Why past performance must be part of acquisition reform
- By Jaime Gracia
- Apr 11, 2014
Although the failed rollout of HealthCare.gov brought attention to how the federal government purchases technology, little consideration has been given to how contractors with poor track records of performance continue to get federal contracts.
Sen. Claire McCaskill (D-Mo.), chairwoman of the Homeland Security and Governmental Affairs Committee's Financial and Contracting Oversight Subcommittee, raised this issue at a recent hearing by saying that the Centers for Medicare and Medicaid Services "could have avoided a black eye" for the failed rollout of the HealthCare.gov website if the agency had had relevant data on the past performance of CGI Federal.
That raises the question of what is being done to improve data on contractors' past performance. And perhaps more important, why is past-performance data not being captured properly in the first place?
Last year, the government issued a new rule in an attempt to create governmentwide, standardized contract performance rating and evaluation factors for federal contractors. However, without the metrics and objective performance parameters needed to create uniformity and consistency in the evaluations of a contractor's past performance, the rule simply continued the current system of subjective ratings by evaluators.
Furthermore, performance ratings under the new rule follow the same procedures as before: Appeals go to only one level above the contracting officer, after which the decision becomes final and irreversible. That approach, which could do permanent damage to a company, does not ensure a holistic and objective view of the factors involved in the "poor" performance.
Finally, the new rule does nothing to create clear requirements for protecting proprietary contractor information or keeping past-performance data confidential while ensuring the transparency needed for effective use of that information.
Past-performance data should be one of the most important factors in contractor selection. Unlike in the stock market, past performance in government contracting is very much an indication of future performance, and bad actors are regrettably plentiful in the federal contracting arena. The lack of effective oversight not only keeps new, innovative firms out of the market, but it allows the bad actors to continue to receive contracts. One need only look at the list of government contractors that owe hundreds of millions of dollars in back taxes to see there is a problem.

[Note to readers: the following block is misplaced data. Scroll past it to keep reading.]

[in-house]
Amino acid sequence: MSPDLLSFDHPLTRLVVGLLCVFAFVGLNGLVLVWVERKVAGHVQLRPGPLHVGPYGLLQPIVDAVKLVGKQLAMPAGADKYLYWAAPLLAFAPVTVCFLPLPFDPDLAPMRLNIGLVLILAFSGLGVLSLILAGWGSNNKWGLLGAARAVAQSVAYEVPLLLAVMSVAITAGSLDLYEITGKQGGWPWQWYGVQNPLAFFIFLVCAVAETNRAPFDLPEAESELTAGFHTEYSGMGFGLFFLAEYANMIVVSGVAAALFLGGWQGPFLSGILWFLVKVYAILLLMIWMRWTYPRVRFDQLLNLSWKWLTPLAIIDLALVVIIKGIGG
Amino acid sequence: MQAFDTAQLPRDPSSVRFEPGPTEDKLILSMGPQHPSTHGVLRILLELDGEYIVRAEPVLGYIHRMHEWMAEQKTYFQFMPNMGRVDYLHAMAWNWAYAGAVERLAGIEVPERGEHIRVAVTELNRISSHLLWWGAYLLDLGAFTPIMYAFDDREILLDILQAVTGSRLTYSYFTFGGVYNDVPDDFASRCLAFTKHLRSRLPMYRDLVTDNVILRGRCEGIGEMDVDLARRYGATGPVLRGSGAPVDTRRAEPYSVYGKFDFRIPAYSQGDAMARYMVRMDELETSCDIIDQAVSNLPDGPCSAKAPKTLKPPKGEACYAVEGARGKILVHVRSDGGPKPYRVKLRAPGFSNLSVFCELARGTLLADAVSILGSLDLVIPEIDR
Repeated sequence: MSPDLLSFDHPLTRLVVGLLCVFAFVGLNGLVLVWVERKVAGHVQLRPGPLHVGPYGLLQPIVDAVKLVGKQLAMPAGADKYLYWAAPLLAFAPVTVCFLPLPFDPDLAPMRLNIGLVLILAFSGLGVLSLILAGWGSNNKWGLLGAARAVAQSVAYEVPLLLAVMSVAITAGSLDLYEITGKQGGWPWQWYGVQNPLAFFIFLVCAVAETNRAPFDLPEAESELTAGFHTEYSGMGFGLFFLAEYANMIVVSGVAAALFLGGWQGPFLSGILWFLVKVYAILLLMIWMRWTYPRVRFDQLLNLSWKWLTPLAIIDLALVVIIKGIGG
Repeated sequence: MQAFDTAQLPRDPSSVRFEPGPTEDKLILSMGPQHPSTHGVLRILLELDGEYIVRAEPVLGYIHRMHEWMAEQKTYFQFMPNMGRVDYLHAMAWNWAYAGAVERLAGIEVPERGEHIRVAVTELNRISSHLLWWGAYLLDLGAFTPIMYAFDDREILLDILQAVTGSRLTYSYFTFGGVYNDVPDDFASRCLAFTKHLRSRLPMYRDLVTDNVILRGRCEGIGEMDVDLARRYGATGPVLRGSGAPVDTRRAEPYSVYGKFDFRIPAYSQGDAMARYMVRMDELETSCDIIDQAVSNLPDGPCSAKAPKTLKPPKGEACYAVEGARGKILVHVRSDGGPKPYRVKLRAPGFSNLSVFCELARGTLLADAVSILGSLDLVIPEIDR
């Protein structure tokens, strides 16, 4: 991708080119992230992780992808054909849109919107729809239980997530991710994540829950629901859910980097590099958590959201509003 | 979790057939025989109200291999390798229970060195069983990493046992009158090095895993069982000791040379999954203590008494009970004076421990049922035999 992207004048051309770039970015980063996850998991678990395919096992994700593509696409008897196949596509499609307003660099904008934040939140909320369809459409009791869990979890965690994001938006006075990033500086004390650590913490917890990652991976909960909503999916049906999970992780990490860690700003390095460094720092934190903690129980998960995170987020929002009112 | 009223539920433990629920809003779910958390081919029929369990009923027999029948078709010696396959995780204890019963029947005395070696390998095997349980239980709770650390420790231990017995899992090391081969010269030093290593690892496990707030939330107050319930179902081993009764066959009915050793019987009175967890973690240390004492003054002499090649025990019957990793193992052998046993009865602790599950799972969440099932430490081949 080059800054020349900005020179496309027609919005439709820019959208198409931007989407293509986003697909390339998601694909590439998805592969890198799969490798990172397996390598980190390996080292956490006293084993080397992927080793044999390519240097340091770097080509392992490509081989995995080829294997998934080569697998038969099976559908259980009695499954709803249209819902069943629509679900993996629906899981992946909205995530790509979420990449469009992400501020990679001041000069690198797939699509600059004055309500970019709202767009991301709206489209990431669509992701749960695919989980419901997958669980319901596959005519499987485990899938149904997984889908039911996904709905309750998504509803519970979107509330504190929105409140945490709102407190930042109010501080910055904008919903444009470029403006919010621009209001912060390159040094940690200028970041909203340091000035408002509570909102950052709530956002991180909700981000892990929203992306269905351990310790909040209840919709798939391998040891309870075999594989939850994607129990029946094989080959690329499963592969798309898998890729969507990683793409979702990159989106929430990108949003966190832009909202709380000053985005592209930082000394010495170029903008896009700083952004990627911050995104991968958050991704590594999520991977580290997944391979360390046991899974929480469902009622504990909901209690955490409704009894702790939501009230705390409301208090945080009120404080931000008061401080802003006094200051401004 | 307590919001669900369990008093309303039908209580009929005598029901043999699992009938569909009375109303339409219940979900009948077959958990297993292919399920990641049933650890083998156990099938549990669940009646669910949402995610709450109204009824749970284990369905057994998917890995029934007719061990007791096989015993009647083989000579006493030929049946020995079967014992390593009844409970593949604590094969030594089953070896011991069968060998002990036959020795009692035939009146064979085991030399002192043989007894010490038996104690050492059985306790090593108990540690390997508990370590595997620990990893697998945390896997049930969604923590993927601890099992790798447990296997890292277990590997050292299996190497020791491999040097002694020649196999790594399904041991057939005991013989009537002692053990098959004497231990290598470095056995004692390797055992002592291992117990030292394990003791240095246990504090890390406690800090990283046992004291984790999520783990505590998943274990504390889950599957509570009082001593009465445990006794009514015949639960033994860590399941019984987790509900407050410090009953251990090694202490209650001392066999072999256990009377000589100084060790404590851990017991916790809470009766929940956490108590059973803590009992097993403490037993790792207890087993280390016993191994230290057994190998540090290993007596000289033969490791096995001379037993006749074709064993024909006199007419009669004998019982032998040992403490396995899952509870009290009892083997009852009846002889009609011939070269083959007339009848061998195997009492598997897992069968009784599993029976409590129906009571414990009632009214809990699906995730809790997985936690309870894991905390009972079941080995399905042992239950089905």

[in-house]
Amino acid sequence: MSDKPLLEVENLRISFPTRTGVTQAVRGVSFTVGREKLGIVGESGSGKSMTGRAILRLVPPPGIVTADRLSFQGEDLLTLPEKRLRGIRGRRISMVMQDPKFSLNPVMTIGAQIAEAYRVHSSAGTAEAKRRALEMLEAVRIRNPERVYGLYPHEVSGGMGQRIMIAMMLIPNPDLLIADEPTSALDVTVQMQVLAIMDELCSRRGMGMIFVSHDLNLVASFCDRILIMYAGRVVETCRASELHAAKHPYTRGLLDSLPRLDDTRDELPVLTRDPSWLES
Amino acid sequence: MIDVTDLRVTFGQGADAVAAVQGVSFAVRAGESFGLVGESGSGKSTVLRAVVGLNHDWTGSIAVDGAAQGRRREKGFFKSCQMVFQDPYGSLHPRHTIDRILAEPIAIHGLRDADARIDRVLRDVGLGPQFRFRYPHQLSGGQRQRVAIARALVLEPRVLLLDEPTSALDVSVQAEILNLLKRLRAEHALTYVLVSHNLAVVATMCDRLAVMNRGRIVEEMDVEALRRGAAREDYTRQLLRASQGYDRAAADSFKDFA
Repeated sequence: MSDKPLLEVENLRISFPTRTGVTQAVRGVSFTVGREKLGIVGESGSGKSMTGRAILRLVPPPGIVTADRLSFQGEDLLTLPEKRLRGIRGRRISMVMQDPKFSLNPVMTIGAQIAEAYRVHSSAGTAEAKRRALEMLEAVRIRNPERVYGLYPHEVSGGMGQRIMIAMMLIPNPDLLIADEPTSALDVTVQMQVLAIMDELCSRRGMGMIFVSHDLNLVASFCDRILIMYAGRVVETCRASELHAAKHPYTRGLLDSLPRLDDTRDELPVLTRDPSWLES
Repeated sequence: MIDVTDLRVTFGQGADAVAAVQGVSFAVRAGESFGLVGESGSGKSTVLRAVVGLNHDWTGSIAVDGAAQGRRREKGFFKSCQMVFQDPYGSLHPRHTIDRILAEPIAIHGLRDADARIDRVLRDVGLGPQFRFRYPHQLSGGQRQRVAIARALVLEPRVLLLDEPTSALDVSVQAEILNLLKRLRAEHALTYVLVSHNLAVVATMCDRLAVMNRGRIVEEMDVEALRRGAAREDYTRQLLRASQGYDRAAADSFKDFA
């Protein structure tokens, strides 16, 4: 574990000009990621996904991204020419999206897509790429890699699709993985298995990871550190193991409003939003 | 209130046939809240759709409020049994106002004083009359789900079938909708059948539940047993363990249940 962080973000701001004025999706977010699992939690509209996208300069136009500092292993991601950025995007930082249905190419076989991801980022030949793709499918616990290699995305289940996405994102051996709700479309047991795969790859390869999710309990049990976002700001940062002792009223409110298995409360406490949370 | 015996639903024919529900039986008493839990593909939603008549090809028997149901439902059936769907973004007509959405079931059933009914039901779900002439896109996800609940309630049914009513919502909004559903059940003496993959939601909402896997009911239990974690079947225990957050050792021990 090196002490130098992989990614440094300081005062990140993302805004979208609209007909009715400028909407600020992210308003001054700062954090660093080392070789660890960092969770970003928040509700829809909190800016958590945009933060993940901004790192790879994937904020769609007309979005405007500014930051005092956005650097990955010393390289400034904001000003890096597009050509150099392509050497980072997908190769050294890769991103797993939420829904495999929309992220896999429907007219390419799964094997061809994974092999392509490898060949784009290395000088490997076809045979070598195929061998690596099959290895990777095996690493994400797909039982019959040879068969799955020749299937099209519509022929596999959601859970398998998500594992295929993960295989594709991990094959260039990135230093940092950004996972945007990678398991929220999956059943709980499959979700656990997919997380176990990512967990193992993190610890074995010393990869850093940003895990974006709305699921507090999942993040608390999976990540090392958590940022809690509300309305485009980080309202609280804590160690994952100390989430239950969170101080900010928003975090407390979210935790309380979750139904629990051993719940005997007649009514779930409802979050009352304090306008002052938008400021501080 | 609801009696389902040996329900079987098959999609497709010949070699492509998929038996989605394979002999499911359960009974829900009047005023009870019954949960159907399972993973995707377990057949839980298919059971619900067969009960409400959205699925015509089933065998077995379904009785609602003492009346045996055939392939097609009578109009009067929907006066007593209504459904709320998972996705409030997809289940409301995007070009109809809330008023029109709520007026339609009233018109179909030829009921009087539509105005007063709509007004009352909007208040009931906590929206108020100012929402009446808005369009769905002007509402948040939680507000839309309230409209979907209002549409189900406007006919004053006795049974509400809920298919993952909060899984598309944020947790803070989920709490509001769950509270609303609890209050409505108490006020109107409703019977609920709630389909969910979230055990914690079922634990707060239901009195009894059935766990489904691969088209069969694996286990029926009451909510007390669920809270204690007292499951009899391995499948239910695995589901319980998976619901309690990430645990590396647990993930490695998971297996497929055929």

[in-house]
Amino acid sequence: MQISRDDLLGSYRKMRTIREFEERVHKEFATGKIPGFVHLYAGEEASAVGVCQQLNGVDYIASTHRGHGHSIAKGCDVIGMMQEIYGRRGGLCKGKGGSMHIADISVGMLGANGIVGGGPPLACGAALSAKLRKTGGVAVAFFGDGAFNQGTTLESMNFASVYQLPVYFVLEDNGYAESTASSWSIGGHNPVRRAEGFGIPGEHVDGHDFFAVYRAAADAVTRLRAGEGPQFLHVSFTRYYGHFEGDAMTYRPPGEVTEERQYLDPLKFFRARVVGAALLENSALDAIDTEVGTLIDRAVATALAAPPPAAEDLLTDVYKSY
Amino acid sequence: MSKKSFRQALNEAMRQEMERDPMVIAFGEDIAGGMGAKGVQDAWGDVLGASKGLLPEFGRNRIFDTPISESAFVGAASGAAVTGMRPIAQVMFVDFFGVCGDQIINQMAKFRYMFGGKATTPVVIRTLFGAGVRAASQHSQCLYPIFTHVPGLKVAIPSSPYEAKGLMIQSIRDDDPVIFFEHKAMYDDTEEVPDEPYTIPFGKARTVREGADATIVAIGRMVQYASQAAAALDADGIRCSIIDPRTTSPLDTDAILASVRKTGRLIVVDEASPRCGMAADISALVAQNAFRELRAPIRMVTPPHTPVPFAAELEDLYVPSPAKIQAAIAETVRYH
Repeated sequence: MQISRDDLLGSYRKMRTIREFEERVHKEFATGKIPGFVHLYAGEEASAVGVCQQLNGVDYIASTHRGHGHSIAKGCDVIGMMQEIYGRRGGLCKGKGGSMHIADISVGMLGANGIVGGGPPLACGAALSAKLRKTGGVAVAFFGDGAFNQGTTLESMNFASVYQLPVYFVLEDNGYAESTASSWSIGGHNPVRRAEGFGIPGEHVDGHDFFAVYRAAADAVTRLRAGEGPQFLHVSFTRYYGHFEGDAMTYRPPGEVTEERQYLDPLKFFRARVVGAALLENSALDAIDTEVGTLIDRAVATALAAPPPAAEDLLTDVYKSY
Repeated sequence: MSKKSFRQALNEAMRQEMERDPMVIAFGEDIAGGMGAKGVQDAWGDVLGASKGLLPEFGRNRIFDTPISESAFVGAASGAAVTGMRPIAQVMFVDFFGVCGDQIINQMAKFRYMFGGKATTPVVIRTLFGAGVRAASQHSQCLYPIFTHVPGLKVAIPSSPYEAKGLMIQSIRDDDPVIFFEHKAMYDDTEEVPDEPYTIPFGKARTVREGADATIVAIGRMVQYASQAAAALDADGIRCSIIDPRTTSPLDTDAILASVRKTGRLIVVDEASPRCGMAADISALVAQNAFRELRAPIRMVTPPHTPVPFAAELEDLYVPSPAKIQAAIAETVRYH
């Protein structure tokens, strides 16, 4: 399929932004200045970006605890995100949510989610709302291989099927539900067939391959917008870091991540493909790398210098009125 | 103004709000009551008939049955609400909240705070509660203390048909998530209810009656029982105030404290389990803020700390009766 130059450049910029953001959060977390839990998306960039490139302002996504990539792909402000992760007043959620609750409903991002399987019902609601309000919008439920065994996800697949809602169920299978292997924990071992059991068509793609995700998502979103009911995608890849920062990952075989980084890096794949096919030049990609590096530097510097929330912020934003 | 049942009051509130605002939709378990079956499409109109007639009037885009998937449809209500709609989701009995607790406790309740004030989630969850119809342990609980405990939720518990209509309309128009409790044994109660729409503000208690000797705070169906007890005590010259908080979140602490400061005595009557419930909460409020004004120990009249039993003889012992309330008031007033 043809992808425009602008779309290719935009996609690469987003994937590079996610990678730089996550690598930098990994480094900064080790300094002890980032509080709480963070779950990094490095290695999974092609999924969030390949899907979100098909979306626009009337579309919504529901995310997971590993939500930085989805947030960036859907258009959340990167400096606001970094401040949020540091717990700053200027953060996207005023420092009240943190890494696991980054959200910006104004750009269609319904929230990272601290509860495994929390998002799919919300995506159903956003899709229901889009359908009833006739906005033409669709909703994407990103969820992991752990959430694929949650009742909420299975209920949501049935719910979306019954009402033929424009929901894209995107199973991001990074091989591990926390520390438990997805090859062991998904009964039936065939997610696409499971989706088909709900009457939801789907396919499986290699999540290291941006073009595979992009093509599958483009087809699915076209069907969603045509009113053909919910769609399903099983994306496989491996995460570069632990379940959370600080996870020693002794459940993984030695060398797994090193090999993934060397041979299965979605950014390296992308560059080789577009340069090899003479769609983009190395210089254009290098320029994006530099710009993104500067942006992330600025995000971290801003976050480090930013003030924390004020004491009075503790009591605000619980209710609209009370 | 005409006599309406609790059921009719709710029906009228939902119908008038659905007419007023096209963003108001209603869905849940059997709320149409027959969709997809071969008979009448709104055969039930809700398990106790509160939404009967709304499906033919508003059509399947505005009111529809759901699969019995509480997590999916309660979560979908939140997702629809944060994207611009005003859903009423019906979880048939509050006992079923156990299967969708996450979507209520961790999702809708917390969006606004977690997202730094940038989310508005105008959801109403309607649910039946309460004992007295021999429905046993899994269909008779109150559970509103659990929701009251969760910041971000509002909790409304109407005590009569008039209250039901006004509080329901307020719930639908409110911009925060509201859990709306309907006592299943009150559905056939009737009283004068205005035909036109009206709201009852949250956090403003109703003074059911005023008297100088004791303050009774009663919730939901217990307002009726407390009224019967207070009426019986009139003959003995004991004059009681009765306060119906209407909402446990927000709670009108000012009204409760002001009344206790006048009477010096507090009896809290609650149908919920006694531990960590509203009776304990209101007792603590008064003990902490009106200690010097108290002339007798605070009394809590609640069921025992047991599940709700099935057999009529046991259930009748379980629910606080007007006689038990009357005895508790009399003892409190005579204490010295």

From another angle, efforts to alleviate some of the pressure on procurement officials to write past-performance reviews have also not been productive. Namely, recent changes to the Federal Acquisition Regulation to shorten the time contractors have to respond to past-performance reviews from 30 days to 15 days have had little impact on contracting officers' reporting.
Those impacts seem to be doing nothing more than limiting the due-process rights of contractors to refute poor evaluations. On FCW's "The Lectern" blog, Steve Kelman says such rights should be limited because contractors are afforded an "exaggerated notion of due-process protections." But without a standardized method of evaluation, the current subjective nature of past-performance evaluations continues to make due-process protections necessary. There has been an unfortunate increase in hostility and animosity between procurement officials and industry, but blaming a contractor for poor performance is only half the story.
Why is past-performance data not being captured properly in the first place?
Less often mentioned are the weaknesses in government management that lead to poor requirements definitions, which in turn result in contracts that have little chance of success. Poor requirements combined with the little attention that is being paid to quality in this lowest price, technically acceptable environment make it more important than ever that objective performance data be captured and reported to make any past-performance review credible.
Another critical missing piece is accountability on the part of contracting officers. Performance information should be readily available for any project the federal government is undertaking. Every contract has some project management requirement, so there is no excuse for not reporting such data. Requirements normally include monthly reports, data on earned value management, status updates and more. Enormous sums of money are spent to create that data, but it does not seem to be used effectively, if at all.
Only when those responsible are held accountable for reporting that data and only when that data is objective, standardized and publicly available will past-performance reviews be effective and used as originally intended.